Massey: It was an extraordinary experience–there were many highs and lows. The records were incredibly successful around the world. Their album Morning Glory sold 14 million albums in a short period. There were always interesting dramas between the brothers (Noel & Liam Gallagher) that needed managing. But it was always worthwhile because of the exceptional creativity of the band, and especially Noel Gallagher as a songwriter. Their manager Marcus Russell always had a vision to make them a global act, and not to limit themselves to the U.K. As a result, their strategy allowed them to become a truly global band. I worked with Oasis on all their albums, from 1993 until 2006, when their contract with Sony was completed.

DK: Were there other artists that were highlights for you at Epic?

Massey: Yes. Also during this period I signed the band Silverchair from Australia, and the French (dance/electronic) duo Deep Forest. Also a highlight of this period was signing the Scottish rock band, Franz Ferdinand (whose single “Take Me Out” sold a million copies), and singer Lara Fabian.

DK:  It sounds like you did a lot of traveling, finding new talent in many countries.

Massey: Yes. I traveled extensively, mostly to the U.K., France, Germany, Canada, Australia and New Zealand.

DK: How many years did you work at Epic Records?

Massey: From the end of 1991 until 1999. By 1997 I had been promoted to Exec VP of A&R & General Manager.

David Massey with Taio Cruz and Luke James.
David Massey (center) with Mercury artists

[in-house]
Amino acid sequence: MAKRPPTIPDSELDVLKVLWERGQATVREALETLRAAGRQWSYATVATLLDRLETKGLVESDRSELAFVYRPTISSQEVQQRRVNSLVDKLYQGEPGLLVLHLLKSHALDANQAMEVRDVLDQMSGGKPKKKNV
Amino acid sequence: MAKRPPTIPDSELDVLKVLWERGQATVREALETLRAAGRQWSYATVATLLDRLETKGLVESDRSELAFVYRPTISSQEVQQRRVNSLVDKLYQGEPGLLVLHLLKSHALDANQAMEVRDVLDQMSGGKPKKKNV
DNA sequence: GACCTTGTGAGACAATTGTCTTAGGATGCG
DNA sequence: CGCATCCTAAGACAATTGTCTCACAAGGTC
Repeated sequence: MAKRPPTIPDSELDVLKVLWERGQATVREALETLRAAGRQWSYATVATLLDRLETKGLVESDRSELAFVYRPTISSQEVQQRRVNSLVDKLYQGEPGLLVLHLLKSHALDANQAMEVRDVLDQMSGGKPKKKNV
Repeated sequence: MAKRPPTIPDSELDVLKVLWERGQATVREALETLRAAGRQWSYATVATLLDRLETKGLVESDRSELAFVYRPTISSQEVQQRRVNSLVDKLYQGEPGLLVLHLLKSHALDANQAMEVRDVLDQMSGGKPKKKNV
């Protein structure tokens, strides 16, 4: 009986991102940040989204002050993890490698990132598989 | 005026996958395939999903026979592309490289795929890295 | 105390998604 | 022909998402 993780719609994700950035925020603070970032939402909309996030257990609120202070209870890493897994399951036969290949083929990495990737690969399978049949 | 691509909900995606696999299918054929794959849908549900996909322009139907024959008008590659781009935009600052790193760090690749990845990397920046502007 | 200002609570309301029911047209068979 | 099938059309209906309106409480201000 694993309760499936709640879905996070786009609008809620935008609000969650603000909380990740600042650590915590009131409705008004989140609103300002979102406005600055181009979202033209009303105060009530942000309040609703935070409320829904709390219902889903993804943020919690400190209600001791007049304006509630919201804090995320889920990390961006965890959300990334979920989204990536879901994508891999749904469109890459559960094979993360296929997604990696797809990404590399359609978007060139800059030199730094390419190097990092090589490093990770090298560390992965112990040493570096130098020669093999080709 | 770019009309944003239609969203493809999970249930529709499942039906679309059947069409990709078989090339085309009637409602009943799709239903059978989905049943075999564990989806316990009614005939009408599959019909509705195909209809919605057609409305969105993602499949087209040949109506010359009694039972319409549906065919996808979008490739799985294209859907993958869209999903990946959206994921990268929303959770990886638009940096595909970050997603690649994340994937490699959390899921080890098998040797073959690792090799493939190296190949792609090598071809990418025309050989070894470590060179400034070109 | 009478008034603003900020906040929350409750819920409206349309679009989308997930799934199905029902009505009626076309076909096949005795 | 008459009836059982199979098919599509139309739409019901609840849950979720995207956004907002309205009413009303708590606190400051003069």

Taio Cruz (left) and Luke James (right).

DK: Following your years at Epic Records, you launched Daylight Records via Sony. How did this happen?

Massey: For a couple years I had been trying to persuade Tommy Mottola to give me my own label imprint, which would be called Daylight Records. Finally he said yes, and Daylight was launched at the end of 1999. My first signing to Daylight was the ska/punk band Save Ferris. Then we had a breakthrough when we signed (pop singer/writer) Anastacia, who went on to sell 20 million records worldwide. We then signed Good Charlotte, which also had multi-platinum success.

After that, we signed Delta Goodrem from Australia–her first album sold four million records worldwide. Then we did a great record with Cyndi Lauper called At Last, which she sang a collection of classic songs. We also signed Phantom Planet (an alternative rock band from Los Angeles).

DK: While you were running your Daylight label, did you also still handle A&R for Sony?

Massey: Yes, I had two positions with Sony, as President of Daylight Records and as Exec VP of A&R at Sony Music. I enjoyed doing A&R for several Sony artists, including working with Shakira (her Oral Fixation albums Vol. 1 & 2), Duran Duran (their Astronaut album) and other artists. And working on an overview level, devising a global A&R strategy for Tommy Mottola and Sony’s international management team led by Rick Dobbis.

DK: What was it like working with Shakira?

Massey: I worked with Shakira on her Spanish and English albums Fijacion Oral Vol. 1 and Oral Fixation Vol. 2. The albums included the hit singles “Hips Don’t Lie” and “La Tortura.” I think she’s a brilliant artist and an incredible performer. Intellectually, she’s very bright–she’s speaks at least five languages perfectly. Shakira’s attention to detail is exceptional. As an A&R exec, I would help her select the producers and writers she collaborated with. I also enjoyed spending time with her in the studio.

DK: Then after many years at Sony, you decided to move to Universal to become President of Mercury Records.

Massey: I had been at Sony for 15 years. Over the years, I also had some other opportunities (to move to other companies). Then in 2007, L.A. Reid and Steve Bartels (Chairman and President of Island Def Jam Music Group) approached me with the opportunity to restart Mercury Records from scratch. Mercury had been dormant for nine years. I was also enthusiastic about working with (Island Def Jam international execs) Lucien Grainge and Max Hole. It was the right time to take on a new challenge. I was excited to get this fresh start. Still, I was sorry to leave Sony, and especially Rob Stringer (President of the Sony Label Group) after many happy and successful years there.